By John Kampfner, editor of the New Statesman (THE GUARDIAN, 16/12/06):
This much we knew already: Tony Blair's administration is riddled with double standards and hypocrisy in its international dealings. But Lord Goldsmith's announcement that the Serious Fraud Office was calling off its investigation into alleged corruption involving BAE Systems and Saudi Arabia dragged matters to an all-time low.The explanations given are startling. Goldsmith has form in being flexible with the law and the truth - as with his legal advice in advance of Iraq. He said the following, to a near-empty House of Lords on Thursday evening as the media's attention was on the police questioning of the prime minister and the report on Diana's death: "It has been necessary to balance the need to maintain the rule of law against the wider public interest."… Seguir leyendo »
By Oliver Kamm, the author of 'Anti-Totalitarism: The Left-wing Case for a Neoconservative Foreign Policy' (THE TIMES, 16/12/06):
Justifying the forced closure of the Serious Fraud Office’s inquiry into corruption in a Saudi arms deal to buy 72 Eurofighter jets from BAE Systems, Tony Blair spoke as an old-fashioned realist. Nations have interests; those strategic interests are paramount. “Our relationship with Saudi Arabia is vitally important for our country.”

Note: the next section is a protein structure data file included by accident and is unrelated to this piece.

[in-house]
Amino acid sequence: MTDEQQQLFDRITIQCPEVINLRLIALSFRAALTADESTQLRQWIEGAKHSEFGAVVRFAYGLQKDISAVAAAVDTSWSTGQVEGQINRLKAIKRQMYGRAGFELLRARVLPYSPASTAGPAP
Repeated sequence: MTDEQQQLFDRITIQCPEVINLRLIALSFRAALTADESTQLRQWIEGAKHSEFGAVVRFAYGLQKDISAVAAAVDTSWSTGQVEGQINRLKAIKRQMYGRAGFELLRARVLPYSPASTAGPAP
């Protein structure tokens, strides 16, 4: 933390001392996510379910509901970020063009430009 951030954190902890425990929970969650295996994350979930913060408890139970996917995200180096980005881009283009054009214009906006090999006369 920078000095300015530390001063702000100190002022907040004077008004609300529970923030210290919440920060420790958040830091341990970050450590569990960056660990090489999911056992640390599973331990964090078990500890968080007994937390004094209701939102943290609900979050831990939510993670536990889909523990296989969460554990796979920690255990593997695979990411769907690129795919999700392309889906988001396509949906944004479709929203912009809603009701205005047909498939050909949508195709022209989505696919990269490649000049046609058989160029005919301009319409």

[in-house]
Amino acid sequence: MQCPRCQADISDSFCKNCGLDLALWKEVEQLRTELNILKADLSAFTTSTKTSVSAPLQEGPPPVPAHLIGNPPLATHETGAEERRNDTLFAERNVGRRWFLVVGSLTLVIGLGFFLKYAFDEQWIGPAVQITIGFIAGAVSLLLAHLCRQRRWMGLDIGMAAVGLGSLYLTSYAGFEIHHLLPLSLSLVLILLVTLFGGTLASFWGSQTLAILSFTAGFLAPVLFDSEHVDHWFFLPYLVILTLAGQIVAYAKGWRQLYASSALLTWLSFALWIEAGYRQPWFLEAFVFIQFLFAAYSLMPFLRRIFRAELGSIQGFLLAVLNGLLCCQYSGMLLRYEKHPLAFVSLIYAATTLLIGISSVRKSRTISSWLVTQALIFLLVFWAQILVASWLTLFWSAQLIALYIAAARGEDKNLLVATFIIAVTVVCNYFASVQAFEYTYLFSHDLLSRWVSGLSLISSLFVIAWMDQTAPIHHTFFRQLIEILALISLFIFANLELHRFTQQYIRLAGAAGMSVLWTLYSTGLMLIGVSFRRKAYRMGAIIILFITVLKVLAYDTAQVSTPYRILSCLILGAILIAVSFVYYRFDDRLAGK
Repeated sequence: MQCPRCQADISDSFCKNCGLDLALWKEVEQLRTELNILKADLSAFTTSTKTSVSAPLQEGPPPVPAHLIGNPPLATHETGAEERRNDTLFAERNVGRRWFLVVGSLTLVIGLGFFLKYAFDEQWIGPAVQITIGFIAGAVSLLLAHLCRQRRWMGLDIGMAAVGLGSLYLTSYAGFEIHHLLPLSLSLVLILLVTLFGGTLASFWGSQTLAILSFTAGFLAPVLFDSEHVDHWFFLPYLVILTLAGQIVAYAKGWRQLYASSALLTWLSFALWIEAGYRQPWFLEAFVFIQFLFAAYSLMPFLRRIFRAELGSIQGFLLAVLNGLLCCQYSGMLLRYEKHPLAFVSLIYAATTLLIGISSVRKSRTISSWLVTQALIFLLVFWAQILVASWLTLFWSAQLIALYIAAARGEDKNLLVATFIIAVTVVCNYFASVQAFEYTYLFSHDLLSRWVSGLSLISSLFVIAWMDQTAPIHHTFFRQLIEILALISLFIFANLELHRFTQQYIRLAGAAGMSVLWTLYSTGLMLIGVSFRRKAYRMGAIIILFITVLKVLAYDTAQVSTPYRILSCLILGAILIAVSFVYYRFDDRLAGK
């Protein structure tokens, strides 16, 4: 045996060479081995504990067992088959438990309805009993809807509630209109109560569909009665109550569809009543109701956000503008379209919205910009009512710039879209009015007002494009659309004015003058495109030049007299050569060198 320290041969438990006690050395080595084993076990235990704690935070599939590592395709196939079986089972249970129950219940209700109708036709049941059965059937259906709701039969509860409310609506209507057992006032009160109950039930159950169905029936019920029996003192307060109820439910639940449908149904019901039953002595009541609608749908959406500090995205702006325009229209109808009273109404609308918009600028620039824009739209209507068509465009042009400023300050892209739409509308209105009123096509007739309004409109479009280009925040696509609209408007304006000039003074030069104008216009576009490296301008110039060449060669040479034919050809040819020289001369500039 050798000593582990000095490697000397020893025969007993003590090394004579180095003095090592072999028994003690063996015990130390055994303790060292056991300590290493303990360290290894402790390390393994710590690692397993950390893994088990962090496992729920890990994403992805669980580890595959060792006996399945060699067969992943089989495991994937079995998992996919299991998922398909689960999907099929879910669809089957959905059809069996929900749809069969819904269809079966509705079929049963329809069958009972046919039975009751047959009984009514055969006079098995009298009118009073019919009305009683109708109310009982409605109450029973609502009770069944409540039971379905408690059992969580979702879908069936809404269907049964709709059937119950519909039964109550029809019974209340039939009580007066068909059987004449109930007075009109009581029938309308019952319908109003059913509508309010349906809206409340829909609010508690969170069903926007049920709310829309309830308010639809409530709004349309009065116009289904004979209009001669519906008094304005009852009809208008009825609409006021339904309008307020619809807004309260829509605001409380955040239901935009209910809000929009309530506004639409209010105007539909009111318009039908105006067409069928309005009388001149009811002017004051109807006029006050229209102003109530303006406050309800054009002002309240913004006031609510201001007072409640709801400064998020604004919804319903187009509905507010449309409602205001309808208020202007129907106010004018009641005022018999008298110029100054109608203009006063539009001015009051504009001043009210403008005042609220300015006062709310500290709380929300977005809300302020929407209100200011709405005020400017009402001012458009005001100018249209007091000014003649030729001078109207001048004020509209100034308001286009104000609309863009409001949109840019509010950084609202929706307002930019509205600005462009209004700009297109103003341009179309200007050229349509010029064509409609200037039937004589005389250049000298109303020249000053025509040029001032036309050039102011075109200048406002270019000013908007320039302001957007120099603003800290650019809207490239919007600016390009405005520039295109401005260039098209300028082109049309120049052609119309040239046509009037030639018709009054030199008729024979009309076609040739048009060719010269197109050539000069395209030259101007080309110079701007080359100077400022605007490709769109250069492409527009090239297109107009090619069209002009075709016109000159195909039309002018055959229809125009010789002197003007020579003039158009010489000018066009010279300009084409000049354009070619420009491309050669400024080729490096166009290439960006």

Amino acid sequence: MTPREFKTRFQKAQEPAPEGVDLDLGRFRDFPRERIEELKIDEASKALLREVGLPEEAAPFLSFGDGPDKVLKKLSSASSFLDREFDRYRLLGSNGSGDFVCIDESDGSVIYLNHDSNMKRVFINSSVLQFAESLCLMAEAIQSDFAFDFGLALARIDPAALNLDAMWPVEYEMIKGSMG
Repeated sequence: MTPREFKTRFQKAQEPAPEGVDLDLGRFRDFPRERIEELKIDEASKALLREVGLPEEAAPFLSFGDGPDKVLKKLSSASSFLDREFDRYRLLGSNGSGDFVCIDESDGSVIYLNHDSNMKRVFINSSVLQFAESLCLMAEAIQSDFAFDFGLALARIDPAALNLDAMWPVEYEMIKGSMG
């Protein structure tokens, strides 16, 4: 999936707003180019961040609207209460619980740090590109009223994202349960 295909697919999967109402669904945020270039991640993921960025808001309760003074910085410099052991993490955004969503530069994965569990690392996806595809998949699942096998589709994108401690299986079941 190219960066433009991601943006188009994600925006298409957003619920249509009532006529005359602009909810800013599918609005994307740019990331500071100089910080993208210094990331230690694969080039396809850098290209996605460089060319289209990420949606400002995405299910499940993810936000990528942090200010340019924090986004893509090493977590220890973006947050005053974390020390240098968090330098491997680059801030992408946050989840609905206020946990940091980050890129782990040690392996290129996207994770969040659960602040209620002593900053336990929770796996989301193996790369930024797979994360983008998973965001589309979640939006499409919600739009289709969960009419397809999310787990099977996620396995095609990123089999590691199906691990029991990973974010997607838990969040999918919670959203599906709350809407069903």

So what price now for foreign policy with an ethical dimension? I wrote a short book last year in which I argued for the PM’s interventionist foreign policies. The principal flaw in them seemed to me not the challenge to autocratic states, but the absence of a sense of priorities in making that challenge.… Seguir leyendo »
By Ewen McAskill (THE GUARDIAN, 15/11/06):
Tony Blair was elected on a promise to put an end to the sleaze of the Major years. Of all the blows to this government's reputation for integrity - from its deal on tobacco advertising and motor-racing to the cash-for-peerages row - none has been as scandalous as the announcement yesterday by the attorney-general, Lord Goldsmith, that the Serious Fraud Office was dropping its investigation into corruption over a multi-billion British-Saudi arms deal.
Lord Goldsmith said last week he had no intention of interfering with the investigation, following talks with the SFO director, Robert Wardle.… Seguir leyendo »
By David Leigh (THE GUARDIAN, 07/12/06):
All the Chicken Lickens in Britain's business press have been running about for the past fortnight shouting: "The sky is falling! The sky is falling!" The cause of this hysteria, adroitly stoked up by our biggest arms firm, BAE Systems, is that the economy is allegedly in danger because the Saudi royal family may take away a warplane contract worth £10bn.
But a senior British diplomat, Stephen Day, said publicly this week what many sensible people have been thinking for some time. He told the Financial Times that Britain might be better off if it ended its corrupt liaison with Saudi Arabia.… Seguir leyendo »